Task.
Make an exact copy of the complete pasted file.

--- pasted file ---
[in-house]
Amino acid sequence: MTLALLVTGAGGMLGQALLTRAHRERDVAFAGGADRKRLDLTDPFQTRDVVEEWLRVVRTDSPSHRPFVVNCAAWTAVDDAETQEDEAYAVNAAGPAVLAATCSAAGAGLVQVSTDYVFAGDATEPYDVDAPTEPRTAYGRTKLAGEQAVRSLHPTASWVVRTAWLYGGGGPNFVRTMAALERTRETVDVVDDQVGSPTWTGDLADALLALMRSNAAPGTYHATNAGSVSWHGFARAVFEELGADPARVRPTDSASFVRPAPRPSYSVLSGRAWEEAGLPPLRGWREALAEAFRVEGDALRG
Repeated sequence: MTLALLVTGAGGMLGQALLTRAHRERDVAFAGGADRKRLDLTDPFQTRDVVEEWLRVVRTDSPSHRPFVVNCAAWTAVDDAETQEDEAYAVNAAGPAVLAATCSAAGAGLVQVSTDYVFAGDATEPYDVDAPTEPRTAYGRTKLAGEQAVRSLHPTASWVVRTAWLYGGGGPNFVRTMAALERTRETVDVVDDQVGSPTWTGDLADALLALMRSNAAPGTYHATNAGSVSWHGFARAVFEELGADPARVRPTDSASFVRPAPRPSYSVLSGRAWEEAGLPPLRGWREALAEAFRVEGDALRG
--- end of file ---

[in-house]
Amino acid sequence: MTLALLVTGAGGMLGQALLTRAHRERDVAFAGGADRKRLDLTDPFQTRDVVEEWLRVVRTDSPSHRPFVVNCAAWTAVDDAETQEDEAYAVNAAGPAVLAATCSAAGAGLVQVSTDYVFAGDATEPYDVDAPTEPRTAYGRTKLAGEQAVRSLHPTASWVVRTAWLYGGGGPNFVRTMAALERTRETVDVVDDQVGSPTWTGDLADALLALMRSNAAPGTYHATNAGSVSWHGFARAVFEELGADPARVRPTDSASFVRPAPRPSYSVLSGRAWEEAGLPPLRGWREALAEAFRVEGDALRG
Repeated sequence: MTLALLVTGAGGMLGQALLTRAHRERDVAFAGGADRKRLDLTDPFQTRDVVEEWLRVVRTDSPSHRPFVVNCAAWTAVDDAETQEDEAYAVNAAGPAVLAATCSAAGAGLVQVSTDYVFAGDATEPYDVDAPTEPRTAYGRTKLAGEQAVRSLHPTASWVVRTAWLYGGGGPNFVRTMAALERTRETVDVVDDQVGSPTWTGDLADALLALMRSNAAPGTYHATNAGSVSWHGFARAVFEELGADPARVRPTDSASFVRPAPRPSYSVLSGRAWEEAGLPPLRGWREALAEAFRVEGDALRG